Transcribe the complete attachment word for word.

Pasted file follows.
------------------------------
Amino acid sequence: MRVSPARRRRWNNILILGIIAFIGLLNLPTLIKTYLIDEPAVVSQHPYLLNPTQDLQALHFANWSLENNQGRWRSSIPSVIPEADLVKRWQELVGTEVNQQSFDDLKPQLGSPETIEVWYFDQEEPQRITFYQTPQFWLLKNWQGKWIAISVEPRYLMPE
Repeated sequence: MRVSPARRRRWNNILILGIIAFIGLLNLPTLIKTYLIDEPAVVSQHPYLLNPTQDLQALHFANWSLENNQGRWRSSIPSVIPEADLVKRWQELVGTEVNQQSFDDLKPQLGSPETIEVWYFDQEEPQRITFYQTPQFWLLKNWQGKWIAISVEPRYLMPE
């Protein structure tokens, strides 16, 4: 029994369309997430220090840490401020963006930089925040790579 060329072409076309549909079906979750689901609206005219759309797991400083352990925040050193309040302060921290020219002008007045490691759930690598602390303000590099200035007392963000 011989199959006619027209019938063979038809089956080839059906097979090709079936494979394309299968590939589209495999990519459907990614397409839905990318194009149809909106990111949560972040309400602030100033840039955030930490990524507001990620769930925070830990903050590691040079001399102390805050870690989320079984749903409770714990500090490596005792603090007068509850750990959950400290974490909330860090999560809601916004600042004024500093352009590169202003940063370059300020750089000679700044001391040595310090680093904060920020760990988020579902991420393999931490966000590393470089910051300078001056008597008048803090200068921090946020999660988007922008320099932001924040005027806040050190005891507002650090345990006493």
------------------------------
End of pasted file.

Amino acid sequence: MRVSPARRRRWNNILILGIIAFIGLLNLPTLIKTYLIDEPAVVSQHPYLLNPTQDLQALHFANWSLENNQGRWRSSIPSVIPEADLVKRWQELVGTEVNQQSFDDLKPQLGSPETIEVWYFDQEEPQRITFYQTPQFWLLKNWQGKWIAISVEPRYLMPE
Repeated sequence: MRVSPARRRRWNNILILGIIAFIGLLNLPTLIKTYLIDEPAVVSQHPYLLNPTQDLQALHFANWSLENNQGRWRSSIPSVIPEADLVKRWQELVGTEVNQQSFDDLKPQLGSPETIEVWYFDQEEPQRITFYQTPQFWLLKNWQGKWIAISVEPRYLMPE
């Protein structure tokens, strides 16, 4: 029994369309997430220090840490401020963006930089925040790579 060329072409076309549909079906979750689901609206005219759309797991400083352990925040050193309040302060921290020219002008007045490691759930690598602390303000590099200035007392963000 011989199959006619027209019938063979038809089956080839059906097979090709079936494979394309299968590939589209495999990519459907990614397409839905990318194009149809909106990111949560972040309400602030100033840039955030930490990524507001990620769930925070830990903050590691040079001399102390805050870690989320079984749903409770714990500090490596005792603090007068509850750990959950400290974490909330860090999560809601916004600042004024500093352009590169202003940063370059300020750089000679700044001391040595310090680093904060920020760990988020579902991420393999931490966000590393470089910051300078001056008597008048803090200068921090946020999660988007922008320099932001924040005027806040050190005891507002650090345990006493």